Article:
How to Grill Burgers and Snack Peppers on a BBQ26S With the Optional Flat Grate

Steaks... burgers... hotdogs... nothing beats a direct heat setup on a backyard grill for cooking these classic American foods.

In this story, I will show you how to grill these types of foods with direct heat, in a Meadow Creek BBQ26S—our family-sized "chicken flipper".

What's a BBQ26SA "revolutionary" charcoal grill in our chicken flipper series that comes with a pivoting "sandwich" grate for grilling chicken and other foods.

It also has brackets for bringing the heat up closer to the top for cooking on an optional griddle or flat grate, a single-panel grate for grilling with direct heat.

“I have owned 6 or more of these over the last 20 years and cooked for weddings and banquets. It consistently cranks out top-notch chicken. Definitely one of the BBQ world's best kept secrets.”

- Andrew Yoder, BBQ42 user -

These grills truly are one of the BBQ world's best-kept secrets. It's the perfect grill for burgers, steaks, and sausage links, and anything you want to cook over direct or semi-direct heat.

  • A pivoting double-sided grate makes it easy to grill perfectly done chicken—tender, juicy, smoky, with crispy skin! Read more about this revolution in grilling here.
  • You can upgrade to a single-panel flat grate for cooking foods that are too thin or thick for the sandwich grate. Or for grilling with the charcoal pan raised as we're doing in this story.
  • The optional griddle is an excellent solution for cranking out delicious fajitas or even a hearty pitmaster's breakfast.

My BBQ26S has the optional raised pedestal base and stainless steel body. The pedestal is a huge improvement over the standard pipe legs, unless you will be traveling with it and need to break it down to a compact size. Stainless steel makes it easier to maintain by eliminating the possibility of rust.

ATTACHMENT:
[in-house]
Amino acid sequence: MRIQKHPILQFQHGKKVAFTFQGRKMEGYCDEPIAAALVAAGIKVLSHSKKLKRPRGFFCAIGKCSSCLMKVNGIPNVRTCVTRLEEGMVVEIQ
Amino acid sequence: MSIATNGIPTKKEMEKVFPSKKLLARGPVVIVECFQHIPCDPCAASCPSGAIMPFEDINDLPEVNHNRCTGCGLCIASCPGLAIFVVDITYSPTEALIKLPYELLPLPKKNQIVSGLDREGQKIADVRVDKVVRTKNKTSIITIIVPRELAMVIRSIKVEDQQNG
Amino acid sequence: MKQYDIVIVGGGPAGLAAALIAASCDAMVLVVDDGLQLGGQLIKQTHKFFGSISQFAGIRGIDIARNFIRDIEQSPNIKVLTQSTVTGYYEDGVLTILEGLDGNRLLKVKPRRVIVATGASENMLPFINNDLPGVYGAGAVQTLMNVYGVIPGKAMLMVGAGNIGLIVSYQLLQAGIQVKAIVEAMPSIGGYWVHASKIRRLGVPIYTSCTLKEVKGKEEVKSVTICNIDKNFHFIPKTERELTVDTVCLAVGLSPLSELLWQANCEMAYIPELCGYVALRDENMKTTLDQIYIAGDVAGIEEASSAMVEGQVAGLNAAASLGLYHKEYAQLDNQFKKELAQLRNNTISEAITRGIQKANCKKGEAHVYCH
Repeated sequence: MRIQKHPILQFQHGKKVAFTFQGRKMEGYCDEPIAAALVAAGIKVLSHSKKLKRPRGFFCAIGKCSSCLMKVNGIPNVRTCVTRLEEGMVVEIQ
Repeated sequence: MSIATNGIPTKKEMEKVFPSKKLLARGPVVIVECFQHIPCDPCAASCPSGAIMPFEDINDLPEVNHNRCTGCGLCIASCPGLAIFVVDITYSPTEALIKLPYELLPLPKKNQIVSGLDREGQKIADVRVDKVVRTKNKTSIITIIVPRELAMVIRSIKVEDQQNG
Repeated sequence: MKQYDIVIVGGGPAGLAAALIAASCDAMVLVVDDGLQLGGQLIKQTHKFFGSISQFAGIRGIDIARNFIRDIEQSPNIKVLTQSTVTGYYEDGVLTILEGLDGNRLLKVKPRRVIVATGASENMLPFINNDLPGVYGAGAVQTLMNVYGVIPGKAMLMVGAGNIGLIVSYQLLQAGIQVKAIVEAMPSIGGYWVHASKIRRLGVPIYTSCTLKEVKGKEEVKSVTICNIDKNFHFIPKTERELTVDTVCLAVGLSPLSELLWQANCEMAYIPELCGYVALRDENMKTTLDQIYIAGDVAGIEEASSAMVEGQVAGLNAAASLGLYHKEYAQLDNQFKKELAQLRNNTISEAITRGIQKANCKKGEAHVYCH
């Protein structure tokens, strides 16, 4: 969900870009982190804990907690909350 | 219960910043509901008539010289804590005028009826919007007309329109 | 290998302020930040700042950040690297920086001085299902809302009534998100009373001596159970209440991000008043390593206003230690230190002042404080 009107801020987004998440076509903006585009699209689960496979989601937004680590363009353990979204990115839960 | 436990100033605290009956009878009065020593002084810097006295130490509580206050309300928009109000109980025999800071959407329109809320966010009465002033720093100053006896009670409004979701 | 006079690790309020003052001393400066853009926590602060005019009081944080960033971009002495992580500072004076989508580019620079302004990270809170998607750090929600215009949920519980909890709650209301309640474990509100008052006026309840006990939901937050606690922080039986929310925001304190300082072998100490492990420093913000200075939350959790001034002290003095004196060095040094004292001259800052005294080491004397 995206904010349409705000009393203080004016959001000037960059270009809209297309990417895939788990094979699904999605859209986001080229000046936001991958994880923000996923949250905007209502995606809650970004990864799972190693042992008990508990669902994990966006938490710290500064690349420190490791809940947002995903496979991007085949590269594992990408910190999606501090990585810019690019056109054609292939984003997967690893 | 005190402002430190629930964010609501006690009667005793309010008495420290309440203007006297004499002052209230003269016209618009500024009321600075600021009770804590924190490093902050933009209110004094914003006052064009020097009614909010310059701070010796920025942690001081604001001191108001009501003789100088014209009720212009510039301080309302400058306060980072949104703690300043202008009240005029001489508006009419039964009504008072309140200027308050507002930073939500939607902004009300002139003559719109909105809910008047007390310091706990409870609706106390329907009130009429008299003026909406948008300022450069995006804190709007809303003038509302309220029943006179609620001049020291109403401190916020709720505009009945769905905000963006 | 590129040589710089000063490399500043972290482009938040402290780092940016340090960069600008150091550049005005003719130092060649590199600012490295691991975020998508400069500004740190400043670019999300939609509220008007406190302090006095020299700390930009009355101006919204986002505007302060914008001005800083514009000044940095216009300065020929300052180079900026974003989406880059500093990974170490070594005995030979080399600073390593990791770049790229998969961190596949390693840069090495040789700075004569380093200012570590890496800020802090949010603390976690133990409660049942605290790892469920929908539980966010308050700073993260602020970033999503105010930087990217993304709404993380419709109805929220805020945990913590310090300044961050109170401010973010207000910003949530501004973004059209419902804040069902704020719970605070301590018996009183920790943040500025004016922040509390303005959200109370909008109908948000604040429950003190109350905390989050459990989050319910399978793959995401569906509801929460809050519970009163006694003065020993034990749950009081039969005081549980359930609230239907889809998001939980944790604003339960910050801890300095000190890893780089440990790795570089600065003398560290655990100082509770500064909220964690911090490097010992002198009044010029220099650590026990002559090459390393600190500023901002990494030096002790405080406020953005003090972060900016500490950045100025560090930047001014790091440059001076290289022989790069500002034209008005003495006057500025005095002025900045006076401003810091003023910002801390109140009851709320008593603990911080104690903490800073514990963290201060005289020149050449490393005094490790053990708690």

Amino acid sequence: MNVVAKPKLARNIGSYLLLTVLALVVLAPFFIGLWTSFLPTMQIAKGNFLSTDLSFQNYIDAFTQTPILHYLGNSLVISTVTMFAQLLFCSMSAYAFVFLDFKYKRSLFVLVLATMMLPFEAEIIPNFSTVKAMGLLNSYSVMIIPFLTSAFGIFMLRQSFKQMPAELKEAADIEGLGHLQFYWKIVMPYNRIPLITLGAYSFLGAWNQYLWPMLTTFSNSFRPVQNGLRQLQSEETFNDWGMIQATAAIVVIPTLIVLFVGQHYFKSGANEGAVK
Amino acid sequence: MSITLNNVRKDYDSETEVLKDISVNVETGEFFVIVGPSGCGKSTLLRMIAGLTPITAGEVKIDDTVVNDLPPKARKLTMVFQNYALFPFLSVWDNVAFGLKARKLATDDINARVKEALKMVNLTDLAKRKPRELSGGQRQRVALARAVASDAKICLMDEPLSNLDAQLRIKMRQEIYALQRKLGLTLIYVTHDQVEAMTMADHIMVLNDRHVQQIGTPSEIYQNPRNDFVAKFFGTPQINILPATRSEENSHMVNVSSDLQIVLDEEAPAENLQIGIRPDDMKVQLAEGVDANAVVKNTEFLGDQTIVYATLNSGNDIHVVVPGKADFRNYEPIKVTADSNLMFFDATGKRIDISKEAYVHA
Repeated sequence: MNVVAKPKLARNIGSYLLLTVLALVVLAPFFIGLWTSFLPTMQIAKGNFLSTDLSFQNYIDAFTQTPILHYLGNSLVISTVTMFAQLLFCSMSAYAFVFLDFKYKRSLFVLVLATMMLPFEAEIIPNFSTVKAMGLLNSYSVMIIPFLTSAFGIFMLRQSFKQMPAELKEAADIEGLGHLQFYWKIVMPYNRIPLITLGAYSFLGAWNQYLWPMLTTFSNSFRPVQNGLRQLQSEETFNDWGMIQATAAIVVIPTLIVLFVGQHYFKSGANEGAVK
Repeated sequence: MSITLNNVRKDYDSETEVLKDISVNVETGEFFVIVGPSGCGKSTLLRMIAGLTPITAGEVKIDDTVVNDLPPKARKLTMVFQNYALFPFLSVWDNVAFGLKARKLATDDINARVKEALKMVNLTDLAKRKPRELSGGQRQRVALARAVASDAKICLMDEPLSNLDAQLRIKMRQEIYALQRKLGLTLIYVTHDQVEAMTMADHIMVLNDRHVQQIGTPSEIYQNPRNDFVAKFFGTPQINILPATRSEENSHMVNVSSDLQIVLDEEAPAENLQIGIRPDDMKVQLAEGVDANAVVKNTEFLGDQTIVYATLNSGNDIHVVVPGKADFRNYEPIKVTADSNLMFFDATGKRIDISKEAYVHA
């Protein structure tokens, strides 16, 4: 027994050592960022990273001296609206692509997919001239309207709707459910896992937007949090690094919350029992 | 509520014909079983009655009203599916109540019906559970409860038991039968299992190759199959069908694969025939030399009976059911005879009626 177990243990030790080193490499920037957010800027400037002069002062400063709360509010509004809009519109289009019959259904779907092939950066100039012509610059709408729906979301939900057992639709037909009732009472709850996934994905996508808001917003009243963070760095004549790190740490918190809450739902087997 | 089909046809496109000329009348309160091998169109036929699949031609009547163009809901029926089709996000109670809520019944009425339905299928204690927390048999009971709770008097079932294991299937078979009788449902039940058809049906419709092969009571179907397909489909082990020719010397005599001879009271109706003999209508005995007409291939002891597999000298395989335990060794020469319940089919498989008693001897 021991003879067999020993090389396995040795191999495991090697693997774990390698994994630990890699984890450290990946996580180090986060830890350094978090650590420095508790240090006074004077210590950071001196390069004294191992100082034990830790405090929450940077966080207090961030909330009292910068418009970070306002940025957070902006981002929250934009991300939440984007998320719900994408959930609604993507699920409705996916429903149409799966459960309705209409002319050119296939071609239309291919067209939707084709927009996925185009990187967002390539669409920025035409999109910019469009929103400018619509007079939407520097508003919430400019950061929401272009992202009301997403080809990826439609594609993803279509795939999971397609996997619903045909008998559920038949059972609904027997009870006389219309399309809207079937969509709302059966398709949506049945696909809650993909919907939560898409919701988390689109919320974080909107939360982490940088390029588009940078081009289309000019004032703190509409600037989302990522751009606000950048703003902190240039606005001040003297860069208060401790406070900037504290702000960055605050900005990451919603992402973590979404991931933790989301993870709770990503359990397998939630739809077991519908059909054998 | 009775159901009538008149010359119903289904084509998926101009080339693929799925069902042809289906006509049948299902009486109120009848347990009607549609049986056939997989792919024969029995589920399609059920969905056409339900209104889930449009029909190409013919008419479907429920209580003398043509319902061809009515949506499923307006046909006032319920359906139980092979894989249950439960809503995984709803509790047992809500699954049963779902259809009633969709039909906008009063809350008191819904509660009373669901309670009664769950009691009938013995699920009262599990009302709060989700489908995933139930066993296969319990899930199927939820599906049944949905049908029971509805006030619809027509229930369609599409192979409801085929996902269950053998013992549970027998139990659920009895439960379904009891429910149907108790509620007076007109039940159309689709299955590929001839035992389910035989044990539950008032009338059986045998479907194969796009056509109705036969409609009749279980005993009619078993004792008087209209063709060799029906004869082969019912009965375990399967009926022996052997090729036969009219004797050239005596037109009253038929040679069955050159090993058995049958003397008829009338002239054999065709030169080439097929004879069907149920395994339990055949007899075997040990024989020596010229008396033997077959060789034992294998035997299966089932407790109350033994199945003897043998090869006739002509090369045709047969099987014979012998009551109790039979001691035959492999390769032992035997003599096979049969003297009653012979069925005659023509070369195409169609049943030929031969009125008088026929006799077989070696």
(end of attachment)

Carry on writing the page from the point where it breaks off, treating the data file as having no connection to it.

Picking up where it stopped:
Firing the BBQ26S


Add the Charcoal

Set the charcoal pan on the brackets in the raised position. Add enough charcoal to fill the charcoal pan once it's spread out. Mound the charcoal in the center for lighting it.

I used Rockwood lump charcoal for this cook. Either lump or briquettes will work, but I chose lump for a hot and short burn. Rockwood is a premium brand of lump charcoal made of premium Missouri oak, hickory, and maple.


Light It

I use a propane torch to light the charcoal, turn the torch off, and then let the fire burn until it's well-lit.

A charcoal chimney would work great too. One chimney full of lit charcoal dumped on top of the unlit charcoal will get it going.


Spread the Charcoal Evenly

Mix the burning pieces with the rest and spread the charcoal evenly in the pan using a shovel or garden hoe. This is how it should look:


Set the Grate on the Grill

For this cook, we are using the optional flat grate, a single-panel grate that rests on top of the grill instead of the standard pivoting sandwich grate so that we can raise the charcoal pan. Set the grate on the grill and brush it clean if necessary.

The Cook

While the fire is getting hot, we can prepare the snack peppers. If you're grilling steaks, pork chops, or pre-made burgers, not much preparation is required.


  • Snack peppers, cut in half with membrane removed
  • Cream cheese, softened
  • Cheddar cheese, shredded
  • Bacon slices
  • Seasoning

Mix equal amounts of the cheeses on a plate and season it with your favorite barbecue seasoning to taste. Two of my favorites are Butcher BBQ Grilling Addiction or Killer Hogs AP Rub. Fill each pepper half with the cheese mixture and wrap it with a slice of bacon.